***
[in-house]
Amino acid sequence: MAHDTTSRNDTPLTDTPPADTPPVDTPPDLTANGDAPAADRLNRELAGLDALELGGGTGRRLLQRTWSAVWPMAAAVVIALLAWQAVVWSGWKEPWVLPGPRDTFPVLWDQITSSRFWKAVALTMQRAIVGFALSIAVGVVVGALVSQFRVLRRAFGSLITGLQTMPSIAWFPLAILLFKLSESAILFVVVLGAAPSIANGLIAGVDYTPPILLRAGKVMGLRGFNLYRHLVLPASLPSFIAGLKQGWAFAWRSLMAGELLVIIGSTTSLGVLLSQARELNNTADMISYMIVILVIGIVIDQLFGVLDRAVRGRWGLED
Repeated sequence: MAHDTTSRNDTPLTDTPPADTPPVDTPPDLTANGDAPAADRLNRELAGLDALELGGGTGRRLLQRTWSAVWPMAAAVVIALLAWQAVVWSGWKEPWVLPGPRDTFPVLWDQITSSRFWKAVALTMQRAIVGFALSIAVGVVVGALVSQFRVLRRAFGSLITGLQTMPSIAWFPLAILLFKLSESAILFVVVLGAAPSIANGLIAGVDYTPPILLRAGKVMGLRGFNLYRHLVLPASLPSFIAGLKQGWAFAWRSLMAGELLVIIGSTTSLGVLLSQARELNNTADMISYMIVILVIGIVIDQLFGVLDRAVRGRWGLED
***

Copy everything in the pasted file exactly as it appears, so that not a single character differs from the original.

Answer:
[in-house]
Amino acid sequence: MAHDTTSRNDTPLTDTPPADTPPVDTPPDLTANGDAPAADRLNRELAGLDALELGGGTGRRLLQRTWSAVWPMAAAVVIALLAWQAVVWSGWKEPWVLPGPRDTFPVLWDQITSSRFWKAVALTMQRAIVGFALSIAVGVVVGALVSQFRVLRRAFGSLITGLQTMPSIAWFPLAILLFKLSESAILFVVVLGAAPSIANGLIAGVDYTPPILLRAGKVMGLRGFNLYRHLVLPASLPSFIAGLKQGWAFAWRSLMAGELLVIIGSTTSLGVLLSQARELNNTADMISYMIVILVIGIVIDQLFGVLDRAVRGRWGLED
Repeated sequence: MAHDTTSRNDTPLTDTPPADTPPVDTPPDLTANGDAPAADRLNRELAGLDALELGGGTGRRLLQRTWSAVWPMAAAVVIALLAWQAVVWSGWKEPWVLPGPRDTFPVLWDQITSSRFWKAVALTMQRAIVGFALSIAVGVVVGALVSQFRVLRRAFGSLITGLQTMPSIAWFPLAILLFKLSESAILFVVVLGAAPSIANGLIAGVDYTPPILLRAGKVMGLRGFNLYRHLVLPASLPSFIAGLKQGWAFAWRSLMAGELLVIIGSTTSLGVLLSQARELNNTADMISYMIVILVIGIVIDQLFGVLDRAVRGRWGLED